It seems like we are facing a new Cold War. There is a coming together of international powers; the world is divided between the United States and its European allies—who are coming down from the ecstasy of the unipolar New World Order of Bush senior—and the Russian federation, which is rising to a powerful return to international influence after the fall of the Soviet Union.
These transitional periods between international powers usually witness great struggles and bloody conflicts, intelligence exchanges and regional wars. In the case of great struggles, the Middle East takes the lion’s share—especially in the countries of the Arab Spring, from Tunisia and Egypt to Libya and Yemen. In bloody conflicts, we look to the events in Libya as an example, and to similar countries with a large presence of violent religious groups. As for intelligence exchanges, we cannot ignore Russia’s expulsion of a US diplomat last week—Washington will undoubtedly respond to in similar fashion—which should lead to a review of the Boston bombings and the secrets they entail, and which have not been revealed yet. It seems that the North Korean troubles are not far removed from this new scene.
In the regional wars, Syria leads the way. It seems like what is happening in Syria today, with all the great losses and the terrible tragedy, is no more than a battle in a regional war between the Islamic Republic of Iran and the Arab countries—and a world war between the super powers to reorder international equilibriums.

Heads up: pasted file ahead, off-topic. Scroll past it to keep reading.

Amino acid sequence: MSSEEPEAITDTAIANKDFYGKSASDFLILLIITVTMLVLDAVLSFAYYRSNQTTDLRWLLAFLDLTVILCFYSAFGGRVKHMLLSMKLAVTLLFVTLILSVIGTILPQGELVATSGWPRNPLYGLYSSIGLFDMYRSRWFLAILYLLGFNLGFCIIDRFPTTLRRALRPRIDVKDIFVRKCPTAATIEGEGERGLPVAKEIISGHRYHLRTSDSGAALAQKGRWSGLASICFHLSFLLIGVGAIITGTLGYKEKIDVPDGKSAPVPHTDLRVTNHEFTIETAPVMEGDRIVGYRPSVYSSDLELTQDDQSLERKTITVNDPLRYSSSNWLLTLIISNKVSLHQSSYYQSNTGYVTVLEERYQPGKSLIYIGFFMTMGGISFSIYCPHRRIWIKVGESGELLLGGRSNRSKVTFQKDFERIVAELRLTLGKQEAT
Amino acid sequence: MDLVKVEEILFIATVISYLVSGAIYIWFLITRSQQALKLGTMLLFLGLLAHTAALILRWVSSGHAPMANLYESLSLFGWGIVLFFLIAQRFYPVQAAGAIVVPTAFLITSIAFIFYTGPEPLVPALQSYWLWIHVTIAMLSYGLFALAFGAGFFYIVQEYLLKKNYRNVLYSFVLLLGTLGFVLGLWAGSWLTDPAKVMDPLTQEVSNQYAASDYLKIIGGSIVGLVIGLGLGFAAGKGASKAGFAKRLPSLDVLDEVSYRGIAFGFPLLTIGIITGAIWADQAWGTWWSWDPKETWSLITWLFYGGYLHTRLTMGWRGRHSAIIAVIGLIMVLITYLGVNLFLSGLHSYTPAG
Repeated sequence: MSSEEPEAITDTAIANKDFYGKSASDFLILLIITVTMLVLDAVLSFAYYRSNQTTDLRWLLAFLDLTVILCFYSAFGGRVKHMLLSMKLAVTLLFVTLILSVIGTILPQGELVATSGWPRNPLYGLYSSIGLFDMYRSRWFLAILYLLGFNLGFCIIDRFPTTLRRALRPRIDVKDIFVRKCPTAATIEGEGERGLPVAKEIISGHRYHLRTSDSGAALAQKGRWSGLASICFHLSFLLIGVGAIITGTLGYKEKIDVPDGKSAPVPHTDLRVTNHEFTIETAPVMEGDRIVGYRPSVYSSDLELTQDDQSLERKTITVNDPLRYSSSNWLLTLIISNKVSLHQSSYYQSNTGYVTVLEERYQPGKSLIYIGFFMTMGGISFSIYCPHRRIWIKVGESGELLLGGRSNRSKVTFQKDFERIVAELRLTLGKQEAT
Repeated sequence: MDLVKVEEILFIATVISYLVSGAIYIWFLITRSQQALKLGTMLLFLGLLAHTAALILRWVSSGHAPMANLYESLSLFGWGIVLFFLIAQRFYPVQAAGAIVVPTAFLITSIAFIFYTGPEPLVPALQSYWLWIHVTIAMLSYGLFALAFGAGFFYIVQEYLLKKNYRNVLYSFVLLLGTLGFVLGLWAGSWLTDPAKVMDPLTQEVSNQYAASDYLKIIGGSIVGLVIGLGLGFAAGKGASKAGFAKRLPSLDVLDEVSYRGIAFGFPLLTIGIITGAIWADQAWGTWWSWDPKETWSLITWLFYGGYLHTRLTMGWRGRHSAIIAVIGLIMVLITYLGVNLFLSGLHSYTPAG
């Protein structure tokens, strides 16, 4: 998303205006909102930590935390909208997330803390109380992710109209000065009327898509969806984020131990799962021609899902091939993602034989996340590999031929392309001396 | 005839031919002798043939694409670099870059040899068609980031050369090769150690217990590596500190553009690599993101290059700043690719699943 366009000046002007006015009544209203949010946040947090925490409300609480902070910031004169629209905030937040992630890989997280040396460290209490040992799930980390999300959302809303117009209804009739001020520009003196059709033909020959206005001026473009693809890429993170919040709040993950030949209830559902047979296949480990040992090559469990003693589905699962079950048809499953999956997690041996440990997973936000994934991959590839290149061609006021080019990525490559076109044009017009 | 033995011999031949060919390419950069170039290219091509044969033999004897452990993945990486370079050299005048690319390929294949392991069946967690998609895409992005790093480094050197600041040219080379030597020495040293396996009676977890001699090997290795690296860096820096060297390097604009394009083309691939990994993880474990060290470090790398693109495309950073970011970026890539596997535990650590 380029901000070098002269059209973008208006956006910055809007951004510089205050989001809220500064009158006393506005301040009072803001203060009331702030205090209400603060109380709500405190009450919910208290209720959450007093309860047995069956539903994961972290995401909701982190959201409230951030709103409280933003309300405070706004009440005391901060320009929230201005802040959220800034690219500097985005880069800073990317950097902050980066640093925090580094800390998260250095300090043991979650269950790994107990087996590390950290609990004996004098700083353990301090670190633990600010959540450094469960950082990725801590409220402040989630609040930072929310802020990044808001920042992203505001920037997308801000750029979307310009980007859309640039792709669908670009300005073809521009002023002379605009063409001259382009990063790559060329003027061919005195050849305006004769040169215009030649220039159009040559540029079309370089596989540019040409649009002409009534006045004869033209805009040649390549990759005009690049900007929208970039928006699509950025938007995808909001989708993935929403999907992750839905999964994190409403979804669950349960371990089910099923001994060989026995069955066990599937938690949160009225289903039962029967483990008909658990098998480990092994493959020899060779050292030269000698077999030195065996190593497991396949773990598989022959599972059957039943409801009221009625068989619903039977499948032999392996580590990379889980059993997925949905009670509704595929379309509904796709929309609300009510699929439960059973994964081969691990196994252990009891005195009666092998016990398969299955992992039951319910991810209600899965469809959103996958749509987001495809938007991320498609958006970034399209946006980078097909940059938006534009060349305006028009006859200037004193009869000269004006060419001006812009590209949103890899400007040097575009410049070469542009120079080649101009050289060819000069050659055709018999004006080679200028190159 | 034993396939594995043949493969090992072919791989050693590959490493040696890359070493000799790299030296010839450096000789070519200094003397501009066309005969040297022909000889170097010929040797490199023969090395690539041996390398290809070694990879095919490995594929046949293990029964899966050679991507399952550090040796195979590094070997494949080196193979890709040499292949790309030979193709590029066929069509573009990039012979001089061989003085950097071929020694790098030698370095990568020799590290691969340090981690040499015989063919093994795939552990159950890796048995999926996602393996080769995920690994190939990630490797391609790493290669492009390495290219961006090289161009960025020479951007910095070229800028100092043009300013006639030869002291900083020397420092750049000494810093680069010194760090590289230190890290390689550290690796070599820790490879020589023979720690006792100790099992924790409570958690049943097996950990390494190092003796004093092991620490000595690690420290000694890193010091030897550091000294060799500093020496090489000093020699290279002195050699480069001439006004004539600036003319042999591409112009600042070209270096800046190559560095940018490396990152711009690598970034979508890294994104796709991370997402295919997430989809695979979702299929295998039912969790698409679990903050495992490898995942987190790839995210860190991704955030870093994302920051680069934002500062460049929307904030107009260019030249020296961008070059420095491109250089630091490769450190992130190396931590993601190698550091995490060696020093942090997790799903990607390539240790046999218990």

This last phase has shown the international and regional powers’ inability to be decisive, and that they are creating major issues, such as the North Korean threats, as nothing but skirmishes in a new cold war.
Iran, which is going through a sham elections phase, has shown through the Syrian war that it will use any weapon it can in its regional war against the Arabs. It wants to protect its nuclear program on the international level. To protect its influence in the region, Iran uses sectarianism—as it has done in Iraq, where explosions have once more returned to the streets. The violence in Iraq has spread beyond major towns, and has now reached Sunni protest areas—for example, the explosion that targeted a mosque in Baqubah a few days ago.
The arms trade has become popular. Arms experts and traders have become media personalities, and talk of varieties and quantities of weapons has become rife. This is a sign of both cold and real wars.
The Israeli strike on some of Assad’s arms depots in Damascus and Netanyahu’s visit to China a few hours after the strike did not have a real impact because of China’s gradual move away from the regional battle. But Netanyahu’s visit to Russia, and Russian president Vladimir Putin’s confirmation that Russia has supplied Syria with sophisticated weapons, all point to Russia’s intention to become a strong influence on the international scene once again. Moscow will not beat an easy retreat, after it sensed its returning status as an international destination for managing international conflicts—starting with the Syrian crisis.